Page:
Bottoms are an interesting species. They are almost impossible to call in advance and surprisingly difficult to identify with a little hindsight. Typically, by the time you have enough hindsight to say, “Hey that was a bottom back there!” you have already missed a good portion of the move up from that point.
A number of indicators can help raise the probability of calling a bottom, the VIX among them, but we are still in the meteorological realm in terms of accuracy – and very much in the pre-Doppler era at that.
Most students of market bottoms agree that evidence of widespread capitulation is the best way to identify a market bottom. The reasoning is essentially that it is ‘better’ to have one day of extreme investor panic than a number of days in which the cumulative losses add up to one big drop while the psyche of the investor is able to digest the grief on the installment.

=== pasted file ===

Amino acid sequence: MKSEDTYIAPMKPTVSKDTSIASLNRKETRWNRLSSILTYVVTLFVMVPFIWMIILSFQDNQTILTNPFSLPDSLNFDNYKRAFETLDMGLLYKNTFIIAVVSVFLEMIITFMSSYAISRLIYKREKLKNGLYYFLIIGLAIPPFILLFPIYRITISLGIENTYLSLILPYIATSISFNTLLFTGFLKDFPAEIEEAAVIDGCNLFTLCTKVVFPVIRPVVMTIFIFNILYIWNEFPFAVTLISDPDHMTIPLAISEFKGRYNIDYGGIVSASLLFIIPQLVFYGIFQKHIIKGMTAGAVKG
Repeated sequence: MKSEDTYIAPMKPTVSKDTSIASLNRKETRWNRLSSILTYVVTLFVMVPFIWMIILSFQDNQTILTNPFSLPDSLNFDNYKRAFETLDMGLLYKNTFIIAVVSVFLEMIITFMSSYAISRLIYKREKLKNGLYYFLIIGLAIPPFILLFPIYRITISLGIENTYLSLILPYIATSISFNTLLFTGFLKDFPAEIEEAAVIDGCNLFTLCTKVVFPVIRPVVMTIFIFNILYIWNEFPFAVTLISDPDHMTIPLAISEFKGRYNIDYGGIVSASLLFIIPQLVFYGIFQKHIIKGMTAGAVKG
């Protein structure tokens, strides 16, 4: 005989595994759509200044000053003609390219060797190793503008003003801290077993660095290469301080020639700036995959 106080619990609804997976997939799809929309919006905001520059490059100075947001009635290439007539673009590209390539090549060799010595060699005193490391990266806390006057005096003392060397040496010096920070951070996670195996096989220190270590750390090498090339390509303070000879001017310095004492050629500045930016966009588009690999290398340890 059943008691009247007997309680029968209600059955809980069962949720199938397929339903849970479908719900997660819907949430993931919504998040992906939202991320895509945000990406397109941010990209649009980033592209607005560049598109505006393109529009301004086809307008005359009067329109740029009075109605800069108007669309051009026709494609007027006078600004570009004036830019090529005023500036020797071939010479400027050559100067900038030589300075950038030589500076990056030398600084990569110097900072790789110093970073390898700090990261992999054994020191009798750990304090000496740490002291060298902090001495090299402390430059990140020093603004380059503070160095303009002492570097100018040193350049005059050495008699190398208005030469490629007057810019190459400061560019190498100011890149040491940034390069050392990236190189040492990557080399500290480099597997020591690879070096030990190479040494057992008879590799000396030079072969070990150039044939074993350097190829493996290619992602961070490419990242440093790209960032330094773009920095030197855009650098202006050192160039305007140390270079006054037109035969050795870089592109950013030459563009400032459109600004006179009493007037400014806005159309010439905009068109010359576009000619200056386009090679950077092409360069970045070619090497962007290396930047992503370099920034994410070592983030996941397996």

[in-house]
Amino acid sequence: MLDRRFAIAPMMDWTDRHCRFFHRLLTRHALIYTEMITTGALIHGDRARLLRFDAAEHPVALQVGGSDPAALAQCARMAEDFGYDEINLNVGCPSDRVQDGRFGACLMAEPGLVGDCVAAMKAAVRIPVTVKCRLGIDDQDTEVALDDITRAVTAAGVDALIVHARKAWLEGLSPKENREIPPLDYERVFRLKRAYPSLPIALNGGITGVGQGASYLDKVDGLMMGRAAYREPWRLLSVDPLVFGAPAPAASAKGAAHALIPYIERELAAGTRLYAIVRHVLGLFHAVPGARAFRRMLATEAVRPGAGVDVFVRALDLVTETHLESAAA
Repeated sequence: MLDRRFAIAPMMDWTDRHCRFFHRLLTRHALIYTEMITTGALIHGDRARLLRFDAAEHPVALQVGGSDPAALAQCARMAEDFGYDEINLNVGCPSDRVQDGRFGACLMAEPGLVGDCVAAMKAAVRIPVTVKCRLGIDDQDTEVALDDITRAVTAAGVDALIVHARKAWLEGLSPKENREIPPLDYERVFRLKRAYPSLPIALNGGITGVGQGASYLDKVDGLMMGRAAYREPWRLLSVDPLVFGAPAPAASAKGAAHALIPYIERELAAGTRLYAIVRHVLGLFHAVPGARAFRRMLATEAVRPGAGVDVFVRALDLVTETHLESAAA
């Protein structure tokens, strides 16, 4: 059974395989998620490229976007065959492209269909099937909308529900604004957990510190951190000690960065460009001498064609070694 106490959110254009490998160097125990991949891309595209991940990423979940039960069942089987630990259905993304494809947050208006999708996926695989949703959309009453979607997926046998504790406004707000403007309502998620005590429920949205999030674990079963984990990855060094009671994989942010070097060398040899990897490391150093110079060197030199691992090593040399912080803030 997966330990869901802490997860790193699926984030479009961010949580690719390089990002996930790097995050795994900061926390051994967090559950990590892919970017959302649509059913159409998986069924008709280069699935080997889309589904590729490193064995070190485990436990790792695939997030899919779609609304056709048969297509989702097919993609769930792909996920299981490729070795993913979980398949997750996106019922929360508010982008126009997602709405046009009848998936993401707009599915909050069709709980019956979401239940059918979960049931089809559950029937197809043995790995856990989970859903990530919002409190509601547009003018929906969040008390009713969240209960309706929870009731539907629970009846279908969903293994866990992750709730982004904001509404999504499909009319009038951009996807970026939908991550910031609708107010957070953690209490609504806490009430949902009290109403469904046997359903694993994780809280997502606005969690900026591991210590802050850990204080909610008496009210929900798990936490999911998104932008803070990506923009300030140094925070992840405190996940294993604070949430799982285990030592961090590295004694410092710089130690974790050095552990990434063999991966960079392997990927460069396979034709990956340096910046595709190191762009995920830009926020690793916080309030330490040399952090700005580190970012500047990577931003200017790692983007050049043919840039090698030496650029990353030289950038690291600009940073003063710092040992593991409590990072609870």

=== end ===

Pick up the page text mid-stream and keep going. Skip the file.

According to the reasoning above, yesterday had some elements of extreme investor panic at the open, but the ease with which the markets rallied from that point suggest that there may not have been enough panic or pain to account for a traditional capitulation bottom. This morning’s open was also relatively low in terms of panic and pain – at least on the capitulation scale – so there will be many who will wait for another strong retest of yesterday’s lows (and of investor fortitude) before committing to new bullish positions.
It is worth noting that one major index had yesterday’s low breached this morning: the NASDAQ-100 (NDX). Thanks to AAPL’s weak guidance yesterday after the bell, the stock opened dramatically lower and pulled the NDX down with it. The NDX has since recovered, but it and AAPL should be watched closely, as their support levels will likely be tested before those of the other more widely followed indices.